The U.S., with the most confirmed coronavirus cases in the world at more than 120,076, is on the verge of eclipsing the 2,000-death mark Saturday.
The data is compiled by Worldometer, which uses data from Johns Hopkins University and recent media reports.
The death total in the U.S. (1,993) is sixth-most in the world. To date, six-in-1 million Americans have died from the COVID-19 infection. Among the top-10 most infection countries, just Germany and China have a lower death rate per capita.
“I think it’s substantially below 1%, because the people don’t report,” Trump told Fox News this week, pointing to a number of unreported coronavirus cases where healthy Americans just have not been tested because they are not experiencing serious symptoms.
Trump has said the U.S. is now conducting a world-leading 100,000 cases at least per day. The U.S. has tested more than 700,000 cases, which exceeds the world’s current confirmed-case total of 657,915.
To be clear: No one knows the death rate. Dr. Anthony Fauci of the National Institutes of Health says it might end up being roughly 1%. If that turns out right, it would mean the disease is 10 times deadlier than the average seasonal flu, with its death rate of about 0.1%. Fauci’s estimate includes people whose cases are not reported.
“There is tremendous hope as we look forward and we begin to see the light at the end of the tunnel,” Trump said during a coronavirus task force briefing this week.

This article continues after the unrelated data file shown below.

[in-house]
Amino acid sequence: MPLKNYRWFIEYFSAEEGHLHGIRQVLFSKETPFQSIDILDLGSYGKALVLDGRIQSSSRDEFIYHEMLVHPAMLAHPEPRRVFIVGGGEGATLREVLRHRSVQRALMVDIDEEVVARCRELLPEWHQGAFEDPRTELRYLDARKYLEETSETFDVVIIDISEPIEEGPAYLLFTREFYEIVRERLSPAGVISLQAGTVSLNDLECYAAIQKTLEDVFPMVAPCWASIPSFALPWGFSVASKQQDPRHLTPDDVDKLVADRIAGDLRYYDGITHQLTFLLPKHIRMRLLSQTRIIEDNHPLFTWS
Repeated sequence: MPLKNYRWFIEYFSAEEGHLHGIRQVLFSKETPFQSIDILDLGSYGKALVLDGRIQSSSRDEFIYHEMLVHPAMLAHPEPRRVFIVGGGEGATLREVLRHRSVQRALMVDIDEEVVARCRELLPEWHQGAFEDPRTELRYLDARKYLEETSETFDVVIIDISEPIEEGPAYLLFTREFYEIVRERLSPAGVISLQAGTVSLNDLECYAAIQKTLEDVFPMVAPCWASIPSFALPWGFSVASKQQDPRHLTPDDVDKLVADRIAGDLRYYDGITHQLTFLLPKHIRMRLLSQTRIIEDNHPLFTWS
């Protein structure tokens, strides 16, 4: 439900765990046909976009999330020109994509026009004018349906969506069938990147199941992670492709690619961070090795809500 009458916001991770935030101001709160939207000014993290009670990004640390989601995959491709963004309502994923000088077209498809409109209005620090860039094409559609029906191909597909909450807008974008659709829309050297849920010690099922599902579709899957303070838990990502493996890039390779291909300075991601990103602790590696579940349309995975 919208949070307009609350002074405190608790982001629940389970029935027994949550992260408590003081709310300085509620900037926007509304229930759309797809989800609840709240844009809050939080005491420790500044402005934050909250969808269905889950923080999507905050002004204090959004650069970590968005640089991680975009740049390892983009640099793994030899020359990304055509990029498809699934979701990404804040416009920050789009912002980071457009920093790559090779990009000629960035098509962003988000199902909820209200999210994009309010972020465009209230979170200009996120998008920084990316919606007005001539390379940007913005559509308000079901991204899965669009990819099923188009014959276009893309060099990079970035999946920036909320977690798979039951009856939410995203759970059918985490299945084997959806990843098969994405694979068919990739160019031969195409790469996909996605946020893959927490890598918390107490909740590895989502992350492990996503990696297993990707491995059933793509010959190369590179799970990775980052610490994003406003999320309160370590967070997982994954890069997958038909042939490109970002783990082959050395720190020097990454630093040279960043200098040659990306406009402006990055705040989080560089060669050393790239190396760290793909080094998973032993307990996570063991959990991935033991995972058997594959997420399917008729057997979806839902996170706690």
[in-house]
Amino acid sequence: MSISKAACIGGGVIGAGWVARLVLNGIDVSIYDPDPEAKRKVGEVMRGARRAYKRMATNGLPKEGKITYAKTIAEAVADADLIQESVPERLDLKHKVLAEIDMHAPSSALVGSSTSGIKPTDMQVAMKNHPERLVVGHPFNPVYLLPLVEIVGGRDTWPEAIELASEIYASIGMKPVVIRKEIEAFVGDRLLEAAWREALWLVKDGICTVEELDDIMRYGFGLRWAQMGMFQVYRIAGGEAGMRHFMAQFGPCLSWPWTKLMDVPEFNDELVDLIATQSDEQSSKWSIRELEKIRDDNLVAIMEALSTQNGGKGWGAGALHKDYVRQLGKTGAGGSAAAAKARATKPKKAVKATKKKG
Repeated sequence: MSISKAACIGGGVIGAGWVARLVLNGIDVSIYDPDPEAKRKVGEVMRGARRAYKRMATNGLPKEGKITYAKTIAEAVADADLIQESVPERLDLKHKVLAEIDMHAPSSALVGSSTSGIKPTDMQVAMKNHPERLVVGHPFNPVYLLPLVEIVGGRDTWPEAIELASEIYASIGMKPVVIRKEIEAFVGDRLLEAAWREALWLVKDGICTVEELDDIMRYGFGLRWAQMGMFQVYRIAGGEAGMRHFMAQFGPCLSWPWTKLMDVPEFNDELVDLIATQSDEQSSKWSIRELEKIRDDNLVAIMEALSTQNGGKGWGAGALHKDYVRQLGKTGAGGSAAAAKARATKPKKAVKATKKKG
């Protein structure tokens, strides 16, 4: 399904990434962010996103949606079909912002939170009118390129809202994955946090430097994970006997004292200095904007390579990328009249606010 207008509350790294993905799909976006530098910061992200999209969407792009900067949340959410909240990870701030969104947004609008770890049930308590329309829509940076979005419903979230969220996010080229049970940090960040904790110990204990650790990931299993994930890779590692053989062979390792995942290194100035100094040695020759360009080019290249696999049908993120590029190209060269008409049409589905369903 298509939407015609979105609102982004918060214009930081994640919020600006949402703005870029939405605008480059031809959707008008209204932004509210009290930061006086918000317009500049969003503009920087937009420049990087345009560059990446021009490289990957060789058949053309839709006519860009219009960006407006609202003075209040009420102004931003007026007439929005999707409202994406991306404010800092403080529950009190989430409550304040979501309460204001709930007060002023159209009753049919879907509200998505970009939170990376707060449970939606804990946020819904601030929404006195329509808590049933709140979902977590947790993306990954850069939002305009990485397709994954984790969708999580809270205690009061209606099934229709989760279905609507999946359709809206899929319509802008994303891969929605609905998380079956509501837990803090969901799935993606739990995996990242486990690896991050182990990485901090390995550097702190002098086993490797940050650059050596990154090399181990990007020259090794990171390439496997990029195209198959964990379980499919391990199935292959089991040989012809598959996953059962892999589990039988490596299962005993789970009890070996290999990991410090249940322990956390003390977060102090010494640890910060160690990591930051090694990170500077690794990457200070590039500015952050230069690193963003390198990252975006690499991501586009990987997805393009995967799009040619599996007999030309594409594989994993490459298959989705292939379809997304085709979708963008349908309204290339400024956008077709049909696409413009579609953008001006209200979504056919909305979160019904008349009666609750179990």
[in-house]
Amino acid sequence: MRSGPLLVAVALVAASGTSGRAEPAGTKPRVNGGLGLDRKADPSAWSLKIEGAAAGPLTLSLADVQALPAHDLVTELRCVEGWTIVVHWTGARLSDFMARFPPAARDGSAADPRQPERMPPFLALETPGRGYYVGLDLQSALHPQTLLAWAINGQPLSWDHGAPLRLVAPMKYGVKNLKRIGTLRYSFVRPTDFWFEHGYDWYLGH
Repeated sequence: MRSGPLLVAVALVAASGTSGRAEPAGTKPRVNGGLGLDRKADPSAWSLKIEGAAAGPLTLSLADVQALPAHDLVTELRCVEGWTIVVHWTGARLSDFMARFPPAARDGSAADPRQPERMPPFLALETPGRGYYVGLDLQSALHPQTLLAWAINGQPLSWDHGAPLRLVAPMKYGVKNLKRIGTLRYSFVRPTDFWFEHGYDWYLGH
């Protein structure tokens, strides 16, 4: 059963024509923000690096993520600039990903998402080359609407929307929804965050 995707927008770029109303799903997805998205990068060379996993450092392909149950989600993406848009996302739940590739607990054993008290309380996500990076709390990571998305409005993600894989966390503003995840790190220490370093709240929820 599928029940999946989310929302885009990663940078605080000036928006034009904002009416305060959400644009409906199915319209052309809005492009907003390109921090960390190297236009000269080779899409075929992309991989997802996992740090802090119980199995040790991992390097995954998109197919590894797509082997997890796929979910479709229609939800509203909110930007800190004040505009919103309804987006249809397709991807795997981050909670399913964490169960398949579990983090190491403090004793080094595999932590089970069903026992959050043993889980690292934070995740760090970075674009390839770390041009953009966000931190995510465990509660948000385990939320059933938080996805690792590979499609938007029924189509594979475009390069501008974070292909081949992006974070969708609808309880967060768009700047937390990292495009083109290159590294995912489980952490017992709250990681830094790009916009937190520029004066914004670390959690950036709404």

“I would love to have the country opened up and just raring to go by Easter,” Trump also added.
Restrictions on public gatherings, workplaces, mobility, store operations, schools and more were ordered by states and communities, not Washington. The federal government has imposed border controls; otherwise its social-distancing actions are mostly recommendations, not mandates.
On relaxing restrictions and returning to normal, Fauci told CNN on Wednesday: “You’ve got to understand that you don’t make the timeline; the virus makes the timeline.”
He told that day’s White House briefing: “No one is going to want to tone down anything when you see what is going on in a place like New York City.
New York state has recorded more than 52,318 confirmed cases to date, a total that puts it as more infected than all but four other countries in the world. The state has suffered 728 fatalities.
Information from The Associated Press was used in this report.